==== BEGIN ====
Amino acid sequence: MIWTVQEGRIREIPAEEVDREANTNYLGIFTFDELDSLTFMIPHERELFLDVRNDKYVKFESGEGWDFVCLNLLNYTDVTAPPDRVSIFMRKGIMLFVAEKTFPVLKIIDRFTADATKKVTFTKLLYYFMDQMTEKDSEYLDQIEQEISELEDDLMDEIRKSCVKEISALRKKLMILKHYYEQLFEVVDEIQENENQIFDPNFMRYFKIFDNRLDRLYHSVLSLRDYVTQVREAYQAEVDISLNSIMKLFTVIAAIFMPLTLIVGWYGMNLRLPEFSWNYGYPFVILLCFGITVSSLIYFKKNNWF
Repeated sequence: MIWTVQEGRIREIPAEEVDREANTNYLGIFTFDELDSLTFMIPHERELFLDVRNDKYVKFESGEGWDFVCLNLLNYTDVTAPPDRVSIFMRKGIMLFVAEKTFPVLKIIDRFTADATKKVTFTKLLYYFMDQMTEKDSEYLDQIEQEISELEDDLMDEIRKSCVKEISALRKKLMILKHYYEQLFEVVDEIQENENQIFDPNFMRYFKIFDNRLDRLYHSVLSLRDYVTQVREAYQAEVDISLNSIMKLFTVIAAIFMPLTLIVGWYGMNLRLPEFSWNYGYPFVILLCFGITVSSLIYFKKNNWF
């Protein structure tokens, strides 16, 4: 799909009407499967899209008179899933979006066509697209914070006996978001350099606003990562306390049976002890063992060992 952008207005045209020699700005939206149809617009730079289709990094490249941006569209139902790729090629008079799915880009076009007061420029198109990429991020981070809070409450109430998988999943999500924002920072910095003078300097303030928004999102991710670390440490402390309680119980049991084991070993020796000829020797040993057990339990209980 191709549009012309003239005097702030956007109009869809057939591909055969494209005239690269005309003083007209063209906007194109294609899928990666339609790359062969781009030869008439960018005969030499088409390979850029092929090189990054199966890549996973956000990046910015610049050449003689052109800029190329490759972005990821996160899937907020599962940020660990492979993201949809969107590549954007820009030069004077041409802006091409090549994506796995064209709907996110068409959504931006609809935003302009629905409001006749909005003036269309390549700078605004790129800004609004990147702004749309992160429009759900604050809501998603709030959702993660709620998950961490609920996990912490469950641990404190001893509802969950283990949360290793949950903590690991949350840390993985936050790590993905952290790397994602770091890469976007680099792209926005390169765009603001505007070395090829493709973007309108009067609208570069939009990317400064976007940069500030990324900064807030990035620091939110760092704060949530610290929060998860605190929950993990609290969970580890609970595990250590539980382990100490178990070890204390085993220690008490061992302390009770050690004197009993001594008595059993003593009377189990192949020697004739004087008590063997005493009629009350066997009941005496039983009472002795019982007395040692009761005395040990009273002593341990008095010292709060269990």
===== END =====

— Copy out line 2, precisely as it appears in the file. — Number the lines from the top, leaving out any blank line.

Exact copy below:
Repeated sequence: MIWTVQEGRIREIPAEEVDREANTNYLGIFTFDELDSLTFMIPHERELFLDVRNDKYVKFESGEGWDFVCLNLLNYTDVTAPPDRVSIFMRKGIMLFVAEKTFPVLKIIDRFTADATKKVTFTKLLYYFMDQMTEKDSEYLDQIEQEISELEDDLMDEIRKSCVKEISALRKKLMILKHYYEQLFEVVDEIQENENQIFDPNFMRYFKIFDNRLDRLYHSVLSLRDYVTQVREAYQAEVDISLNSIMKLFTVIAAIFMPLTLIVGWYGMNLRLPEFSWNYGYPFVILLCFGITVSSLIYFKKNNWF